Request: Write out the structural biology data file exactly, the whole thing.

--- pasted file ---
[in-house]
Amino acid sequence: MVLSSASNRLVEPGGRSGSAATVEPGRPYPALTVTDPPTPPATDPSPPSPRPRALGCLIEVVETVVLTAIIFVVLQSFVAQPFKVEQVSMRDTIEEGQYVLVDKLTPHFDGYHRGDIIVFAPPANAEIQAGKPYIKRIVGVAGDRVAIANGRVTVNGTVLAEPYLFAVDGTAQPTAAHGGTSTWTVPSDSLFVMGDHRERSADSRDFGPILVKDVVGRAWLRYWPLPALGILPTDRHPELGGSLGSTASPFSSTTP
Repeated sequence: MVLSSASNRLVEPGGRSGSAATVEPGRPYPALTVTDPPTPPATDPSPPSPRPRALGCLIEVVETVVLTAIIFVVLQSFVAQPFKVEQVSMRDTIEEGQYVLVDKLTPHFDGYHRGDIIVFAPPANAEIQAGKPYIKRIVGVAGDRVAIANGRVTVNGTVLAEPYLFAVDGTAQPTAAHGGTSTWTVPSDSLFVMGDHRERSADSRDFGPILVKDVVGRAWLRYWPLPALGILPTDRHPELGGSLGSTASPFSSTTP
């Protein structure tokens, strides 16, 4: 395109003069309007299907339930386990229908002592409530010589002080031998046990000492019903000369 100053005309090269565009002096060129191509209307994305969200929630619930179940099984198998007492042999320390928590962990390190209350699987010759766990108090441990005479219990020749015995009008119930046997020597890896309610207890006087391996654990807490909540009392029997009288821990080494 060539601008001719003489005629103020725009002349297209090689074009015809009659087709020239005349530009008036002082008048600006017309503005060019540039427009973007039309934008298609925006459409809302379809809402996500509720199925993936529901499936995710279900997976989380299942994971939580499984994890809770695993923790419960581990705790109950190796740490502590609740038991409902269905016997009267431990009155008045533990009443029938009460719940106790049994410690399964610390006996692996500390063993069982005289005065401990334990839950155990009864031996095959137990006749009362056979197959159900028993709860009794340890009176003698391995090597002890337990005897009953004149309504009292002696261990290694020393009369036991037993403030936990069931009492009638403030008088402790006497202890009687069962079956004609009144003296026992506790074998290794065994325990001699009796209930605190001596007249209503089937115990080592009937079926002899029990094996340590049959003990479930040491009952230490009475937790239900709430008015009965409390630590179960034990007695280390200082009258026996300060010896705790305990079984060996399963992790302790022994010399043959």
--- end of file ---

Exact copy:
[in-house]
Amino acid sequence: MVLSSASNRLVEPGGRSGSAATVEPGRPYPALTVTDPPTPPATDPSPPSPRPRALGCLIEVVETVVLTAIIFVVLQSFVAQPFKVEQVSMRDTIEEGQYVLVDKLTPHFDGYHRGDIIVFAPPANAEIQAGKPYIKRIVGVAGDRVAIANGRVTVNGTVLAEPYLFAVDGTAQPTAAHGGTSTWTVPSDSLFVMGDHRERSADSRDFGPILVKDVVGRAWLRYWPLPALGILPTDRHPELGGSLGSTASPFSSTTP
Repeated sequence: MVLSSASNRLVEPGGRSGSAATVEPGRPYPALTVTDPPTPPATDPSPPSPRPRALGCLIEVVETVVLTAIIFVVLQSFVAQPFKVEQVSMRDTIEEGQYVLVDKLTPHFDGYHRGDIIVFAPPANAEIQAGKPYIKRIVGVAGDRVAIANGRVTVNGTVLAEPYLFAVDGTAQPTAAHGGTSTWTVPSDSLFVMGDHRERSADSRDFGPILVKDVVGRAWLRYWPLPALGILPTDRHPELGGSLGSTASPFSSTTP
């Protein structure tokens, strides 16, 4: 395109003069309007299907339930386990229908002592409530010589002080031998046990000492019903000369 100053005309090269565009002096060129191509209307994305969200929630619930179940099984198998007492042999320390928590962990390190209350699987010759766990108090441990005479219990020749015995009008119930046997020597890896309610207890006087391996654990807490909540009392029997009288821990080494 060539601008001719003489005629103020725009002349297209090689074009015809009659087709020239005349530009008036002082008048600006017309503005060019540039427009973007039309934008298609925006459409809302379809809402996500509720199925993936529901499936995710279900997976989380299942994971939580499984994890809770695993923790419960581990705790109950190796740490502590609740038991409902269905016997009267431990009155008045533990009443029938009460719940106790049994410690399964610390006996692996500390063993069982005289005065401990334990839950155990009864031996095959137990006749009362056979197959159900028993709860009794340890009176003698391995090597002890337990005897009953004149309504009292002696261990290694020393009369036991037993403030936990069931009492009638403030008088402790006497202890009687069962079956004609009144003296026992506790074998290794065994325990001699009796209930605190001596007249209503089937115990080592009937079926002899029990094996340590049959003990479930040491009952230490009475937790239900709430008015009965409390630590179960034990007695280390200082009258026996300060010896705790305990079984060996399963992790302790022994010399043959």